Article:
Marjorie Wallace (1925-2005)
Graduating from the Edinburgh College of Art in 1947, Wallace received a travel grant which stipulated a trip to Europe, and exposure to Italian art. At the end of her travels, she decided to make Montparnasse, Paris her home. After the Second World War, Paris was regarded as the cultural centre of the Western World, and attracted intellectuals, writers and artists from all over the globe – Jan Rabie, the Afrikaans writer from South Africa, was one of these. Marjorie Wallace’s unique extrovert personality would add colour and vibrancy to the South African art and literary world, as well as to her canvases, when she followed Rabie to Cape Town after their marriage in Paris, in 1955.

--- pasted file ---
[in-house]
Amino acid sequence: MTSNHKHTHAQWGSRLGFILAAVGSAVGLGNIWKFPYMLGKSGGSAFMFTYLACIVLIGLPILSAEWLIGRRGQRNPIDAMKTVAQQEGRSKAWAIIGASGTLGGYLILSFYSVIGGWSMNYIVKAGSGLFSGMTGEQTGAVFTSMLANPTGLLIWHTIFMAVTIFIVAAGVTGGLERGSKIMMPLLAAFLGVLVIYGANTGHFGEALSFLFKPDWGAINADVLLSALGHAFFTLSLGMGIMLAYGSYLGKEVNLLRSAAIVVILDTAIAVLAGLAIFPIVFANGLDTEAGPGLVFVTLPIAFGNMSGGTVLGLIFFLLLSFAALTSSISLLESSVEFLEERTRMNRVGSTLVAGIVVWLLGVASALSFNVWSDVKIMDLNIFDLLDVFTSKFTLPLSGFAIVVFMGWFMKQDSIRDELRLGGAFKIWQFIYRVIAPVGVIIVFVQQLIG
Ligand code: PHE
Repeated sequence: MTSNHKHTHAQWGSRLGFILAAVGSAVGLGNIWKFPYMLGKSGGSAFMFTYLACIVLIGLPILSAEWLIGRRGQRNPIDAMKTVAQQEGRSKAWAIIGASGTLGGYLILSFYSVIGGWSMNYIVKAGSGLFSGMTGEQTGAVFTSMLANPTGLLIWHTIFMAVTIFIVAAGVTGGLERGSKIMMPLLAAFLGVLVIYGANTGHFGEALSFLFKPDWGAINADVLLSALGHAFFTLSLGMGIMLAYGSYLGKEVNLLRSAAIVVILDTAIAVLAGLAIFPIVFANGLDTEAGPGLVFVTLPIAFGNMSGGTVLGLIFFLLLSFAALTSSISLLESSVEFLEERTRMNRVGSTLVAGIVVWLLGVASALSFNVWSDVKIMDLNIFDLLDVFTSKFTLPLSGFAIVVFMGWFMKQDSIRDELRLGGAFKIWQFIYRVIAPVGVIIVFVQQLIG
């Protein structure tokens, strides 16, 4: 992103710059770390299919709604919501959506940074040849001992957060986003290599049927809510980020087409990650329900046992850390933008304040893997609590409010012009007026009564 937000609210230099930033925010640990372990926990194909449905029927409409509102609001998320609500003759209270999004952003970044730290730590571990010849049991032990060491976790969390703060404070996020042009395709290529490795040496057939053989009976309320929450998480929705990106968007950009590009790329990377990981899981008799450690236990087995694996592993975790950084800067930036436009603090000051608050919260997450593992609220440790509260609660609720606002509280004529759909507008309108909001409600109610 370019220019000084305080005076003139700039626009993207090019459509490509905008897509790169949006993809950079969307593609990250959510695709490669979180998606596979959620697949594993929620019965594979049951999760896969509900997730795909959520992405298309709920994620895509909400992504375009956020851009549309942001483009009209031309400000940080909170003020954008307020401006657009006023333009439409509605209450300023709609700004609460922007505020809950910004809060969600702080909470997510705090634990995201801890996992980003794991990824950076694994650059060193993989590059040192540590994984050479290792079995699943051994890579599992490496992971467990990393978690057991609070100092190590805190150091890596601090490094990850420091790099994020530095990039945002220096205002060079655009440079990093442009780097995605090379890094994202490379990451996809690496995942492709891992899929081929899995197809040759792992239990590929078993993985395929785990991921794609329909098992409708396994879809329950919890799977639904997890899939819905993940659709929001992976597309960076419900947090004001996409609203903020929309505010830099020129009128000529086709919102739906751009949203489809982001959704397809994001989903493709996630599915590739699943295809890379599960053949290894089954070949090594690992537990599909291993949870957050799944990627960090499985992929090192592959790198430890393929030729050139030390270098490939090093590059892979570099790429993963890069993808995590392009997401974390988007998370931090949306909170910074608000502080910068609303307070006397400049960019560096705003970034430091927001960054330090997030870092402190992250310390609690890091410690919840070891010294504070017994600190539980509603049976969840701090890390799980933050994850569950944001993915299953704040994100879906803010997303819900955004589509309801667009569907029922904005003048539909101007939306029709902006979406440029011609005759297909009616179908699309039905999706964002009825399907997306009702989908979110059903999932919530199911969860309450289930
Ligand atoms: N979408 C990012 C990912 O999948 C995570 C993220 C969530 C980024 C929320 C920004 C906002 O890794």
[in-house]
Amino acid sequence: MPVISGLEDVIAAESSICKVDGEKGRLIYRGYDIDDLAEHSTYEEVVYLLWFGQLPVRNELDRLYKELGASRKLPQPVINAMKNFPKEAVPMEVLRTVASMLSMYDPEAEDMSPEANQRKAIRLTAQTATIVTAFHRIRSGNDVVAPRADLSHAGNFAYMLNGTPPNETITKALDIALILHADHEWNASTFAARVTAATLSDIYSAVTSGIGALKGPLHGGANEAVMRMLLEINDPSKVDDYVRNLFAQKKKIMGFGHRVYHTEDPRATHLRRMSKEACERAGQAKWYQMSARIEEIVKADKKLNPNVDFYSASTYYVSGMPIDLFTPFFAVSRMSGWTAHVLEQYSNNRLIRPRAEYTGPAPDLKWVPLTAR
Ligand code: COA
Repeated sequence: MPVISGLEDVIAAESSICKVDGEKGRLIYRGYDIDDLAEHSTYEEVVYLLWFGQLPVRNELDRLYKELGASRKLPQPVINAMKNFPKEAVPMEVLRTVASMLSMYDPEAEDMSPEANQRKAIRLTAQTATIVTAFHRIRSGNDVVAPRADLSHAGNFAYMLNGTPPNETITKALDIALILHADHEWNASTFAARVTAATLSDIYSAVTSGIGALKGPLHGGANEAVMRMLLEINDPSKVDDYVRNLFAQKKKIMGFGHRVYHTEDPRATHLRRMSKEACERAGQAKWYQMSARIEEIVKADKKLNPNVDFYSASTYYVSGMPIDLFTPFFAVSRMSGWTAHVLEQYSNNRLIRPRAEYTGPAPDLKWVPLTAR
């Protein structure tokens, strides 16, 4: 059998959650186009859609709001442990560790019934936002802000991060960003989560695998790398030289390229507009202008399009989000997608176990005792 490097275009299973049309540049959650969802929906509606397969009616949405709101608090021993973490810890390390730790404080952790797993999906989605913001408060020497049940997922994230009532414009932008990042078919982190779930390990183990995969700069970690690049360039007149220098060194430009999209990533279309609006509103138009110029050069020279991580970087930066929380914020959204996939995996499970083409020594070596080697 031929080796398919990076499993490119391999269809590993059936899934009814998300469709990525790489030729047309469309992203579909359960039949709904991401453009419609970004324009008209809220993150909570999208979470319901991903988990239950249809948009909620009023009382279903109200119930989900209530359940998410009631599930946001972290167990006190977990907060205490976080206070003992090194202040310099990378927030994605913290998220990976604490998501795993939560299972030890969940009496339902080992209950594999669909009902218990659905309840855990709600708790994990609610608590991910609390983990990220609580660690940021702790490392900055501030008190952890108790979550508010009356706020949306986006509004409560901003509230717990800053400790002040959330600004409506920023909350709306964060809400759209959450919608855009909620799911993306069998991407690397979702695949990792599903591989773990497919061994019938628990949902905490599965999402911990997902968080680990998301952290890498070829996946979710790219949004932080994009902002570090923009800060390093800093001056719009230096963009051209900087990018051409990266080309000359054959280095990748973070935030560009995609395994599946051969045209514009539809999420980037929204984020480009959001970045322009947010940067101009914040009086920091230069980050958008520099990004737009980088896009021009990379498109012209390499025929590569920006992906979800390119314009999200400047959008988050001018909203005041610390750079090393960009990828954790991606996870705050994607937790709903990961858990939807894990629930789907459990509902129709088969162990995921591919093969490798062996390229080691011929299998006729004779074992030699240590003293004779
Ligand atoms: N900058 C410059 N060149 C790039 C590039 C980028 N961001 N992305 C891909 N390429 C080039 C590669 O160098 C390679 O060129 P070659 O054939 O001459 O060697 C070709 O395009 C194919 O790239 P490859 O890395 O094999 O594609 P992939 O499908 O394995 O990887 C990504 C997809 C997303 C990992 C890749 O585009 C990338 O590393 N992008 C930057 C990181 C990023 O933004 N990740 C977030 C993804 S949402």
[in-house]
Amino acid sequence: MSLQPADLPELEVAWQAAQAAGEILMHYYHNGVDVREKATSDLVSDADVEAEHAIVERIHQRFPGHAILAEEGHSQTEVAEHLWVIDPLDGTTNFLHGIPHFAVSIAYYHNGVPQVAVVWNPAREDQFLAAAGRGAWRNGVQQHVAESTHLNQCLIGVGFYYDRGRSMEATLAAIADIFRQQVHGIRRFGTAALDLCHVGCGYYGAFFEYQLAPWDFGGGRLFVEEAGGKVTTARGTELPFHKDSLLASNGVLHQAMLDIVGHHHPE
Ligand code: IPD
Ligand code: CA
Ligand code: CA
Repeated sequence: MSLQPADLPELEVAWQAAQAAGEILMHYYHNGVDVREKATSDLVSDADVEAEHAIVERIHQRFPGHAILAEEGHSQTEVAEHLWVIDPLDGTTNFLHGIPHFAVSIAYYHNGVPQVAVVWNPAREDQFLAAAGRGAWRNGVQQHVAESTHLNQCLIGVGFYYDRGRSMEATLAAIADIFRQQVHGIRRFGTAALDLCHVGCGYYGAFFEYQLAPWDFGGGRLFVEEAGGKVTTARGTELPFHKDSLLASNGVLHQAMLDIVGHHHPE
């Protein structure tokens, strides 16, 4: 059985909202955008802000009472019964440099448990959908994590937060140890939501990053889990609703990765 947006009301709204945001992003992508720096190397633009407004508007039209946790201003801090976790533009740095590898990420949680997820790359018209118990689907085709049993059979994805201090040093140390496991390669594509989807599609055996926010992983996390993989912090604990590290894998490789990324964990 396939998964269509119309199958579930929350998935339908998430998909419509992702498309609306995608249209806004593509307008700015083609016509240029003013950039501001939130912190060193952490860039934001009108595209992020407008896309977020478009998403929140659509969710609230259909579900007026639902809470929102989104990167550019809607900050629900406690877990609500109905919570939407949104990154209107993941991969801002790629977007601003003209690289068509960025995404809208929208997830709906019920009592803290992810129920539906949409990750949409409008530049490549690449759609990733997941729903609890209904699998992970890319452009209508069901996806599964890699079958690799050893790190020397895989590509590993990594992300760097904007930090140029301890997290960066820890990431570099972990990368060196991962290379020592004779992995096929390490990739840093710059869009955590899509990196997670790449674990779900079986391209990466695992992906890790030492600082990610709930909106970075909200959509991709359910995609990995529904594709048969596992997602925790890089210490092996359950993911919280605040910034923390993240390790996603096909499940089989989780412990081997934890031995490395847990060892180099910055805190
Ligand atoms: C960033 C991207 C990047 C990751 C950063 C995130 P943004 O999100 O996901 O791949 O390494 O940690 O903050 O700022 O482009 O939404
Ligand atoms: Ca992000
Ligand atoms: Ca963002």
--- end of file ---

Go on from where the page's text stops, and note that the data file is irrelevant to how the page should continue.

Wallace’s oeuvre constitutes a unique record of the people of the Western Cape, and their lives – with many of her friends and experiences serving as her subject matter. Her atmospheric paintings of the people and the landscapes in her direct environment are presented in simplified forms, and enhanced by her intuitive ability to capture the brilliant light and colours of her adopted African homeland. The most striking aspect of Marjorie Wallace’s paintings must be the prevailing sense of compassion for her fellow man – underwritten by her joyous approach to life, and death, she championed the plight of the downtrodden in our ‘rainbow nation’.
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